Man's physical universe



has two functions, (1) resolving-power, and (2) light-gathering power.

Resolving-power refers to the ability to produce an image showing

very fine detail.

Increasing the size of the objective increases the lightgathering

power of a telescope just as the dilating of the pupil of the

eye enables one to see better in poor light. Telescopes enable us to see

very distant stars because they gather in so much light from the stars

rather than because they magnify the images of the stars. This is the

fundamental difference between microscopes and telescopes.

Sir Isaac Newton (1642-1727) constructed the first reflector type

of telescope in the attempt to avoid the difficulties

presented by the

refracting lens.

The first giant reflector, equipped with a 72-inch mirror, was constructed

by Lord Rosse, in Ireland, in 1845. A crude, unwieldy affair,

it had none of the automatic mechanisms of modern telescopes. It

had to be twisted about by hand and was kept focused on the object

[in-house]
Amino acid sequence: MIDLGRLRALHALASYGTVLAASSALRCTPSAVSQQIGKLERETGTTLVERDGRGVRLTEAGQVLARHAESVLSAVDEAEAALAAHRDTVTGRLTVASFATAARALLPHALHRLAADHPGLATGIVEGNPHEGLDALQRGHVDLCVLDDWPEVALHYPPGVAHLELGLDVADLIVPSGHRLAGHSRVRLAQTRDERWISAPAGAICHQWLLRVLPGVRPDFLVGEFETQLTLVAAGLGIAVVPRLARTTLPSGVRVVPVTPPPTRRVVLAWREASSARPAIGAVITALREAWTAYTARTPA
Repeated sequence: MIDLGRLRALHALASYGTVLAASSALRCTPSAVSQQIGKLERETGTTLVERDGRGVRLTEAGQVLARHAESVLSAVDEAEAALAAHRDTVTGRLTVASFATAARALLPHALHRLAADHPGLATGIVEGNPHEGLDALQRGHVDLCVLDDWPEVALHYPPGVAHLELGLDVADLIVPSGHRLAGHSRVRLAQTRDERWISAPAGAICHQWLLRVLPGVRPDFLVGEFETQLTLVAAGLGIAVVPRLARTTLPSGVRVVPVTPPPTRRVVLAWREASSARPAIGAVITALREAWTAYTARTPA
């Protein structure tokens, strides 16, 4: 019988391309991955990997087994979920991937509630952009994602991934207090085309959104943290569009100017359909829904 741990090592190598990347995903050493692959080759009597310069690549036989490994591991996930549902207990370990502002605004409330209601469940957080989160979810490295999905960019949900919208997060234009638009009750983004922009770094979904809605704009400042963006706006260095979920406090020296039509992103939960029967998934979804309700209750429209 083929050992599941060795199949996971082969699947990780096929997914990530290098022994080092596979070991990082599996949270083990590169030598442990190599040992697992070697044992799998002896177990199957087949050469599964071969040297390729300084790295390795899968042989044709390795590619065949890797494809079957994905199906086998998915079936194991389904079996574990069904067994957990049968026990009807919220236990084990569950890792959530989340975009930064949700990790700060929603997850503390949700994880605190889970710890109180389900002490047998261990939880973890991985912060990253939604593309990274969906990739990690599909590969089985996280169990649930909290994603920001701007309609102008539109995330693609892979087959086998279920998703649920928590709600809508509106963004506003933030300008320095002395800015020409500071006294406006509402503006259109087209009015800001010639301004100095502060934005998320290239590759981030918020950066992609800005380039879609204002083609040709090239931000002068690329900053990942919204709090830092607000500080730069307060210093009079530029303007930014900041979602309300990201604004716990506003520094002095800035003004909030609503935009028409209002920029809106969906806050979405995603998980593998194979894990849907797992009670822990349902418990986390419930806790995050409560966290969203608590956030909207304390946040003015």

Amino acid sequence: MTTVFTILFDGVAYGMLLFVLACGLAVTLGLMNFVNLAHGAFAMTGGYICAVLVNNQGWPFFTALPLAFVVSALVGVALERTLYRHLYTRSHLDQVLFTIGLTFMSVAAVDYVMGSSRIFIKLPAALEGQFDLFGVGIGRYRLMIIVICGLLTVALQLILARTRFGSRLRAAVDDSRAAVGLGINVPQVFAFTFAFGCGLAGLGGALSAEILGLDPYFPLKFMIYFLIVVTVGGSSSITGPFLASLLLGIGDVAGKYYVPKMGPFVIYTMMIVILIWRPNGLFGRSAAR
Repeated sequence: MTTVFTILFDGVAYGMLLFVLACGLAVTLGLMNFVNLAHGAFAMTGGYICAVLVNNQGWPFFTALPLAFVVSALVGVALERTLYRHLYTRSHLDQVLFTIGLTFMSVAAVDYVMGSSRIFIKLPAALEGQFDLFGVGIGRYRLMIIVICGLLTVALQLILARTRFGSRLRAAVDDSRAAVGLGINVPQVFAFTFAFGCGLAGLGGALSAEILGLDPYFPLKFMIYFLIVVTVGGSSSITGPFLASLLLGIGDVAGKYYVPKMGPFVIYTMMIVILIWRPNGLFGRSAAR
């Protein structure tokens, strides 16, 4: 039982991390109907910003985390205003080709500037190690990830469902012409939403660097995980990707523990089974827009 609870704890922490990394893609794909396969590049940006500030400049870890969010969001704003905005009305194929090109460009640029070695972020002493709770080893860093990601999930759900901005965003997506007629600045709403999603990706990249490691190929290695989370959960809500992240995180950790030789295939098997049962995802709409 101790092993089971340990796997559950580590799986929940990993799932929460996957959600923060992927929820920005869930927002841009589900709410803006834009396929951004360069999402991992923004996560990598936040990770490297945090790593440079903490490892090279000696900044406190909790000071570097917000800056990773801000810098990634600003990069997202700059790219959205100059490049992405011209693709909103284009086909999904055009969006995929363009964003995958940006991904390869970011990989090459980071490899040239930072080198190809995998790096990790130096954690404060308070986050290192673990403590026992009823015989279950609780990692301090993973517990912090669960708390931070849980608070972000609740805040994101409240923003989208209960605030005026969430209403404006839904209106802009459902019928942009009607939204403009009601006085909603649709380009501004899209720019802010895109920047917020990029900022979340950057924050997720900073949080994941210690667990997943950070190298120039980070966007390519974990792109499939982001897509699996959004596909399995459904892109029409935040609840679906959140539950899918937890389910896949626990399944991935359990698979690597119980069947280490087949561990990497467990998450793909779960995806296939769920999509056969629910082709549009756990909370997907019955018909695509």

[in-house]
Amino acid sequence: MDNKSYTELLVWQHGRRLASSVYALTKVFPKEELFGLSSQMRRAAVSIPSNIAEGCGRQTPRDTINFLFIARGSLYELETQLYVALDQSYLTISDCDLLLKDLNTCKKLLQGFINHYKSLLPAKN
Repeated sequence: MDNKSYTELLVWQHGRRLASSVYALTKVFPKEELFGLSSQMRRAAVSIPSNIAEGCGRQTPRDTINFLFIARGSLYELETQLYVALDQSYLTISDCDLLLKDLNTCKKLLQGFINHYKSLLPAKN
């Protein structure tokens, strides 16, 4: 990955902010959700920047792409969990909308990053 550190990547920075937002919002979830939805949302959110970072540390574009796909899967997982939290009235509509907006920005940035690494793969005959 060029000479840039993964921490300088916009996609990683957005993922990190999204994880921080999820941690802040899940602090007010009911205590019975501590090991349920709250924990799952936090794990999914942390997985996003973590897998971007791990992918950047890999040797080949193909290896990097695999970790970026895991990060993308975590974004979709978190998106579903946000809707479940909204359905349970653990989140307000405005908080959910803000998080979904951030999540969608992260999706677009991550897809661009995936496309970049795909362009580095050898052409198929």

in the same way.

The mechanism of modern telescopes enables them to be kept focused

on an object in any predetermined position in the sky with great

precision, by means of mechanisms regulated by clocks that move the

position of the telescope at the same rate that the earth turns so as to

keep the object in view.

The astronomer of today merely presses buttons which set electric

motors into action to move the telescope, revolve the dome, and raise

or lower the floor surrounding but independent of the telescope and

even the platform on which the observer reclines.

The Mount Wilson 100-inch Reflecting Telescope Is One of Man's

Most Expensive Scientific Instruments.

The largest telescope in existence in 1936 was the Mount Wilson

100-inch reflector, which has a light-gathering power of 160,000 times

that of the human eye. The four and a-half ton, 13-inch-thick mirror

for this telescope was cast in France and required four years for the

polishing of its surface. As the telescope and its mountings weigh over

a hundred tons, it was a real undertaking to transport all of the parts

up to the top of Mount Wilson, 5000 feet above Pasadena, California.

The revolving dome of the main observatory is over 100 feet high.

The telescope itself is mounted on large hollow cylinders floating in a

huge bath of mercury.

Modem Telescopes Have Extended Man's Knowledge of the Universe.

With modern telescopes man has been able to bring into visible or

photographic view nearly thirty billion stars, or ten million stars for

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